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November 2008 - Vol 68, No. 3 - International Technology and ...

November 2008 - Vol 68, No. 3 - International Technology and ...

Once a course is in

Once a course is in place, a move away from just tapingschool news and into more complex video productionsis a natural progression. Technology education teachers,media specialists, and technology coordinators can increasethe instructional effectiveness of television productiontechnology courses by utilizing sound pedagogical andcurricular practices. This article is designed to introducethe reader to the curricular and pedagogical foundationsof television production technology, and how to makeinformed decisions when creating content, projects,and assessment strategies for implementing a televisionproduction course in a secondary school setting.Philosophy of Standards-Based CurriculumAuthentic contextual and situated learning are twostrategies of integrating real-world experience andacademics in standards-based curriculum. Students learnbetter when they are taught knowledge within the context ofactual experience, rather than abstractly (Predmore, 2005).In authentic contextual learning, opportunities are providedthat duplicate practical experiences and require students todemonstrate their understanding through hands-on, mindsonlessons. In this curriculum, students use the same toolsand language as experts. This allows the culture of learningto match the culture of the experts. Lesson plans increasethe amount of authenticity involved in the tasks untilstudents are performing at rather complex levels of expertise(ITEA, 2005).Technological Literacy (AETL) (ITEA, 2003).• Does the project have clearly defined quality standardsthat students can use to evaluate their work and takecorrective action? (AETL Student Assessment Standard4-E: “Utilize authentic assessment.”)• Will the project require the completion of learningactivities that result in work done in a real workplaceand help students to understand and employ the majortechnologies used in the field? (AETL Program Standard4-D: “Promote student development of knowledgeand abilities that provides for the safe application ofappropriate technological tools, machines, materials, andprocesses.”)• Can the project engage students in interacting and sharingideas about ways to address a problem or situation,and the lessons learned through the project? (AETLProgram Standard 4-A: “Create and manage learningenvironments that are supportive of student interactionsand student abilities to question, inquire, design, invent,and innovate.”)• Does the project allow students to present andcommunicate their solutions to an audience ofrepresentatives from the career field? (STL Standard 11-R:“Evaluate final solutions and communicate observation,processes, and results of the entire design process, usingverbal…”)Based on anthropological studies, Jean Lave described howcraftspeople became experts in their crafts through anapprenticeship process and scaffolded learning. Throughthese observations, a theory of situated learning wasformulated (Lave & Wenger, 1991). This theory was basedon three postulates: 1) classroom learning by its very natureis out of context and extraneous, 2) the most relevant andeffective knowledge is taught within the context of workapplications and settings, and 3) learning is highly socialand interactive, involving comprehensive collaboration andmentoring within a community of practice. Situated learninggoes beyond the traditional work-based apprenticeshipmethods of observation and imitation. By giving studentsaccess, control, and choice, learning occurs from anegotiated character of meaning within a social community.In developing television projects that are standardsbased,authentic, and situated, teachers may begin byasking themselves four questions, each of which can bedirectly linked to a benchmark from either Standards forTechnological Literacy: Content for the Study of Technology(STL) (ITEA, 2000/2002/2007) or Advancing Excellence inSt. Petersburg College technology education students test theaudio and camera equipment before a planned video shoot.6 • The Technology Teacher • November 2008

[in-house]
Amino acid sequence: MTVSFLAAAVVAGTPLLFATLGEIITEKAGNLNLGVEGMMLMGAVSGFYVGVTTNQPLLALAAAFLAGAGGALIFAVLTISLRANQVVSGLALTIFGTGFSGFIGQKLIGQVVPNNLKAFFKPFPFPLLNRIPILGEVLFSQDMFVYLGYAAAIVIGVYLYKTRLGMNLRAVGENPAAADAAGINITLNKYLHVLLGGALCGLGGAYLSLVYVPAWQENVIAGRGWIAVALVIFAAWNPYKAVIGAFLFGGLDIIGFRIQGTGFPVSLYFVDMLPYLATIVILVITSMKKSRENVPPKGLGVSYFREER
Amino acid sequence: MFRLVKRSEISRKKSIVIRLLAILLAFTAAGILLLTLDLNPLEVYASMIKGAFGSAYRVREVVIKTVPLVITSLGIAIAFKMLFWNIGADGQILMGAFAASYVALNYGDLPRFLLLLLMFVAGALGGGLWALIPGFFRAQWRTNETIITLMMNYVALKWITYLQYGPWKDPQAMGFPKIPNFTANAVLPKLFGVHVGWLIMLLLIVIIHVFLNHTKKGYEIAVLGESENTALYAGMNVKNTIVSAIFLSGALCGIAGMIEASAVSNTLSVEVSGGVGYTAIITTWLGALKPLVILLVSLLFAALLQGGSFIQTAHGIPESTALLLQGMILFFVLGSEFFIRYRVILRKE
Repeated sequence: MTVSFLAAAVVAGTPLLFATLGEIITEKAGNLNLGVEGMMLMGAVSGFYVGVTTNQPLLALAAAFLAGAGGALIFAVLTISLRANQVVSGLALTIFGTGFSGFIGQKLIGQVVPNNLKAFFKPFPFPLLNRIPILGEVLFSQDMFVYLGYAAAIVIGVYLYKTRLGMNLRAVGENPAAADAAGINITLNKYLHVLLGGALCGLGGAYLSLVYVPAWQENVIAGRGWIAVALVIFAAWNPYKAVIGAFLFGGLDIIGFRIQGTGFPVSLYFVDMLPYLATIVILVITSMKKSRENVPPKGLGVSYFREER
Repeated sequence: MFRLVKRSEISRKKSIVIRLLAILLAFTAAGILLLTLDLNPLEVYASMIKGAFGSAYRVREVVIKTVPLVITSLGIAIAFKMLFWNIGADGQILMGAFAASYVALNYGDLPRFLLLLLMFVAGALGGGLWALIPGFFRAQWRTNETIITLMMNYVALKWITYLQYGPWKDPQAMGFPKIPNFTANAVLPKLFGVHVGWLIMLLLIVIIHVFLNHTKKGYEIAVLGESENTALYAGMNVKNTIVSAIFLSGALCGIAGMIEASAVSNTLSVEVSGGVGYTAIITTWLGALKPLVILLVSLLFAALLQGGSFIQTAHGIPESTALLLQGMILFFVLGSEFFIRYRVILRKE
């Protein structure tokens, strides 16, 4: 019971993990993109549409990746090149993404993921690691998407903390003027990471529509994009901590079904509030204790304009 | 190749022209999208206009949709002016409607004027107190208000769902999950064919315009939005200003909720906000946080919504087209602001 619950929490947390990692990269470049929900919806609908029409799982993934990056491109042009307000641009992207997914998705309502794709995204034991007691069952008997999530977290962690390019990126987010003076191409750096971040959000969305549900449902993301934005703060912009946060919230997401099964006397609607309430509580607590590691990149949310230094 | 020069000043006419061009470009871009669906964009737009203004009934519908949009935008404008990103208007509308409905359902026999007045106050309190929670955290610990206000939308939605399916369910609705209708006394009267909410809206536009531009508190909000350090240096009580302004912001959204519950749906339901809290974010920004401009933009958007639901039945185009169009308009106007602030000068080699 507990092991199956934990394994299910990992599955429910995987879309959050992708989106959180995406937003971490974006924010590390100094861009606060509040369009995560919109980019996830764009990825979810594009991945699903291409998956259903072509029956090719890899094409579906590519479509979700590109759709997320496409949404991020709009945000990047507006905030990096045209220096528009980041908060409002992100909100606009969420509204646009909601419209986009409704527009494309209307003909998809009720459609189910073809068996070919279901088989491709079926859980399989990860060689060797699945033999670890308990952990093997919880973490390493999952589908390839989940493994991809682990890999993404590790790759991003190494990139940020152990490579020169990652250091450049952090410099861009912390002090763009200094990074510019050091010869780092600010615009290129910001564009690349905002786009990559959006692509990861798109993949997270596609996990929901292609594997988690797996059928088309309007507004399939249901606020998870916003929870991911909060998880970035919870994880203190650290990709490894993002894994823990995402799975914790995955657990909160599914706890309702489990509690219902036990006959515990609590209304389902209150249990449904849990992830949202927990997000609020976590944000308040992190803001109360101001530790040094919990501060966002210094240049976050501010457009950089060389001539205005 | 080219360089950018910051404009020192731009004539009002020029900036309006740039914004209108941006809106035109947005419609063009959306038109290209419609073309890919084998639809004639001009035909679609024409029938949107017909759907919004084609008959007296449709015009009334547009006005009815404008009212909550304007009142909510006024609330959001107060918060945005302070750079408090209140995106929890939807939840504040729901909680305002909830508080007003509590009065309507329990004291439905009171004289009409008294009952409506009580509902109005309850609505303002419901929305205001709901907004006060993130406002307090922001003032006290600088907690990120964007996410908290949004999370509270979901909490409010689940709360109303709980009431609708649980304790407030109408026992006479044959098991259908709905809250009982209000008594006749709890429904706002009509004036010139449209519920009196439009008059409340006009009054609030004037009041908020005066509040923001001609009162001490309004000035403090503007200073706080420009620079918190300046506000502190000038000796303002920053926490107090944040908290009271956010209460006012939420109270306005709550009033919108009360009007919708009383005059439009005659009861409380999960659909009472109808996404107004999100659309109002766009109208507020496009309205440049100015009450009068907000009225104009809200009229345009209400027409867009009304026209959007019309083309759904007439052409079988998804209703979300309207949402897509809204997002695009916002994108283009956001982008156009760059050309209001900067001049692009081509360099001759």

In Television Production Technology, there are numerousprojects that would be considered authentic or situated.These would include Electronic News Gathering, ElectronicField Production, multi-camera live remotes, TV newsshows, talk shows, music videos, safety videos, trainingvideos, documentaries, marketing videos, public serviceannouncements, dramatizations, concert videos, andtelevision commercials. This article examines the use oftelevision commercial projects to provide an in-depth andauthentic experience for technology education students.Project ProcessAt a large technical education center in west-central Florida,a TV Production Technology course, based on Standardsfor Technological Literacy (STL), is organized into a fourquartersystem of instructional units. During the last eightweeks of the TV Production Technology II class, advancedstudents complete a television commercial for a localcompany. This project is built around three distinct stages:preproduction, presentation before a panel of experts andproduction, and video production. During the three-weekpreproduction stage, students are expected to choose,contact, and write a contract with a local business for a30-second commercial. Students were asked to steer clearof large chains like Wal-Mart, Home Depot, or McDonalds.They were to concentrate their efforts on small restaurants,tanning salons, hair salons, automotive repair shops, andsimilar-sized local businesses.types of commercial formats are straight sell, testimonials,humor, music, and dramatization. The straight sell is aclear and simple message to the viewer. This format is oftenused when introducing a new, first-of-its-kind productto the market. Straight sell commercials stress a featureabout a particular product. Testimonial formats are usuallycelebrity-based commercials. Celebrities should be selectedwho have a past with a specific problem that a productis used for. For instance, when former Miami Dolphin’squarterback Dan Marino retired from football, he gainedweight. A weight-loss food company hired Dan to be itsspokesman and use its product to achieve weight loss. AfterMarino lost the weight, he testified in commercials thatthe company’s food products helped him lose the weight,demonstrated by “before” and “after” pictures.In the preproduction stage, students set up an officialmeeting with the local business owner who wants toproduce the video. During the meeting, students presentthe contract (Figure 1) to the client, which states the cost ofthe video and when the video is to be completed and readyfor viewing. After these items are understood, students thenTwo major decisions occur during this planning stage ofthe television commercial projects: types of appeal andtreatment guidelines. Commercials must appeal to anaudience’s basic wants and needs. The appeals fall into threecategories: ethical, logical, and emotional. When developinga treatment for preproduction, several guidelines should beemphasized (Hilliard, 2008).• The commercial should focus clearly on the product oridea.• Keep the writing centered on how the product or serviceis being sold or promoted, not extraneous details.• Commercials are only as good as the hard work andprofessional technical skills used by the creative teamproducing the video.• If the audience views a commercial and falls in lovewith the brilliance of it, try taking the product or ideaout. If they still love the commercial, it is ineffective inpresenting the idea/product.Based on the research collected and the ideas generatedduring brainstorming, videographers usually have an ideaof the format they want to use in their commercial. The five7 • The Technology Teacher • November 2008